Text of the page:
Wittman Estes designed the house to be simple to construct, reducing the construction timeframe and the overall project cost. The result is a rational façade as columns frame views and experiences at consistent 12’ and 16’ intervals. “The simple structure follows the logic of a grid,” says Matt Wittman, the architect.

The structural engineering is supported by a Ground Frame foundation system to eliminate using concrete for the foundation of the house. This enabled the architects to avoid the use of concrete altogether and accentuate a light touch on the landscape. The Ground Frame foundation reduces the carbon footprint by 77% relative to the equivalent concrete foundation. The micro pile technology acts like roots for the house, anchoring it to the ground both structurally and visually.

Using a rigid structural framework creates a consistent interior experience as well, each room is proportionally related and also designed to the particular dimensions needed for sleeping, living, cooking, and meditating. Each room has a connection with the landscape beyond, shaping a peaceful experience throughout the space.

With an interest in film, the clients wanted the house to provide a cinematic visual composition both for the interior and the exterior. The sequence of the interior spaces allows for light and shadow to shift the perspective and mood of each room like scenes in a Roger Deakins film. The interior palette draws on neutral tones as its base to allow for the residents’ objects and everyday items to create punctuation of color and visual dynamics.

The house is constructed using natural materials. The exterior uses a muted cedar siding. The interior spaces are a study in simple wood details – plywood walls, cedar tongue and groove ceiling, and a engineered wood floor. This draws the eye outward, through the windows, and toward ever-changing seasons. The living space is open, defined by warm wood and stainless steel fixtures, and intimately connected with the landscape by the floor-to-ceiling windows.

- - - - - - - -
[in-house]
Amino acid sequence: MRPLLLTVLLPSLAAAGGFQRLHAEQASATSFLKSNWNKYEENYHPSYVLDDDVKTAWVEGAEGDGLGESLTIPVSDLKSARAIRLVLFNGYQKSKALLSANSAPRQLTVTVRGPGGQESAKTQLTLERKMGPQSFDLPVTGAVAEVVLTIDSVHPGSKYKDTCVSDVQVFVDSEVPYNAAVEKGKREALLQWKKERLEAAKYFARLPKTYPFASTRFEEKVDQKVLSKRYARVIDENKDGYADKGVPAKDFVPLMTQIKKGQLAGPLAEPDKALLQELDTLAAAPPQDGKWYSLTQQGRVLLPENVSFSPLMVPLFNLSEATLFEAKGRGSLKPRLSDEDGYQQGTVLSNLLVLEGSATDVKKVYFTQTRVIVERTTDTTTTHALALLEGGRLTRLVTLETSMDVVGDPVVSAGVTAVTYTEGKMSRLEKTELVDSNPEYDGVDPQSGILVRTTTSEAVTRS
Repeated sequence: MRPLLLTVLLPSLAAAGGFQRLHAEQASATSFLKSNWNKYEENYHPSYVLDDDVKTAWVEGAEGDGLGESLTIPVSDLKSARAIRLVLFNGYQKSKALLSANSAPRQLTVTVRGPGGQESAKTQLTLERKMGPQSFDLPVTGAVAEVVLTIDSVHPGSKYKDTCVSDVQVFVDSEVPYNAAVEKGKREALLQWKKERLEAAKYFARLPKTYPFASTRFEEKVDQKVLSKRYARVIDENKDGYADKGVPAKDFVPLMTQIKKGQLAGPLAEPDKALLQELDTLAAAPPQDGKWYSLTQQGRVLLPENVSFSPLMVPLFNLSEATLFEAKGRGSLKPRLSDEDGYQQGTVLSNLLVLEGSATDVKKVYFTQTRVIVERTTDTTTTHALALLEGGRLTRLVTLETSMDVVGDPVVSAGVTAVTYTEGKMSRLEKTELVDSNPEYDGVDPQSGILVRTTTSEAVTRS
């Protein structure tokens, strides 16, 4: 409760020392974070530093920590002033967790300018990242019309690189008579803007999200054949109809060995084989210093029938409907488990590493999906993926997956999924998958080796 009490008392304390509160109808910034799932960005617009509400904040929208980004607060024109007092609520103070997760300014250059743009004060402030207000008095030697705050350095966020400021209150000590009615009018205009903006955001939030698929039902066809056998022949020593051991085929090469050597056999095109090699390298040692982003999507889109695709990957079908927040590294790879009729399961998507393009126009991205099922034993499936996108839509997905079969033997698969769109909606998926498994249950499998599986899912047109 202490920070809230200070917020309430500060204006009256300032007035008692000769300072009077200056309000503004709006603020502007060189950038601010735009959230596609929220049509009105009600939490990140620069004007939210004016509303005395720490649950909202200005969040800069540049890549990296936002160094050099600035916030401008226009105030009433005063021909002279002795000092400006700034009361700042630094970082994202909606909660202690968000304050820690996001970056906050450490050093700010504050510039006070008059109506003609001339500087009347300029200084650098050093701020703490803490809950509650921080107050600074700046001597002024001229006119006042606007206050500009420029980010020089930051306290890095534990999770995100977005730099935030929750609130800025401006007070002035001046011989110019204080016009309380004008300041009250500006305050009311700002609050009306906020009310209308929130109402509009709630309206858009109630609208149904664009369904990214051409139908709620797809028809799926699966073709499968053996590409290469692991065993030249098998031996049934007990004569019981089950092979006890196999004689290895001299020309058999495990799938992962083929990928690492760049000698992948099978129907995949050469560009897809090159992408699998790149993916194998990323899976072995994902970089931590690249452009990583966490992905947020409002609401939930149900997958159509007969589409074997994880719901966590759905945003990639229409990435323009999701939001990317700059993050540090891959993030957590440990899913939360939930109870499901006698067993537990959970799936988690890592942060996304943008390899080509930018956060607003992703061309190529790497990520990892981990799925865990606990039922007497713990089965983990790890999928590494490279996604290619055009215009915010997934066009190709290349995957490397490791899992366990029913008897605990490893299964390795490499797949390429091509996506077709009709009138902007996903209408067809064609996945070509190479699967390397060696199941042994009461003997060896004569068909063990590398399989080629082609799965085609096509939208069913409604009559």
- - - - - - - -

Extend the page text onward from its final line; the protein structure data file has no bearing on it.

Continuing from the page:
“Our goal was to be sensitive and build as delicately as we could on the ground,” says Nikki Sugihara, project manager. “That includes selecting natural materials and allowing the wood figuring to express itself.”

The Whidbey Uparati house is defined by its simple structure and connection to the landscape. A porch is screened by wood slats for a more intimate and protected entry. A west deck highlights the views to Useless Bay. A courtyard features a reflecting pool, sheltered by a Stewartia tree.

A walking path that meanders around the perimeter of the five-acre lot. In a future phase, the walking path will lead into the forest to a meditation pavilion.

Overall, the house is a contemporary retreat that offers a comfortable and meditative connection with the natural surroundings. The quiet nature of the house’s material palette and structural simplicity allows its most coveted quality to be heard loud and clear – in stillness we can hear nature speak.

By Liliana Alvarez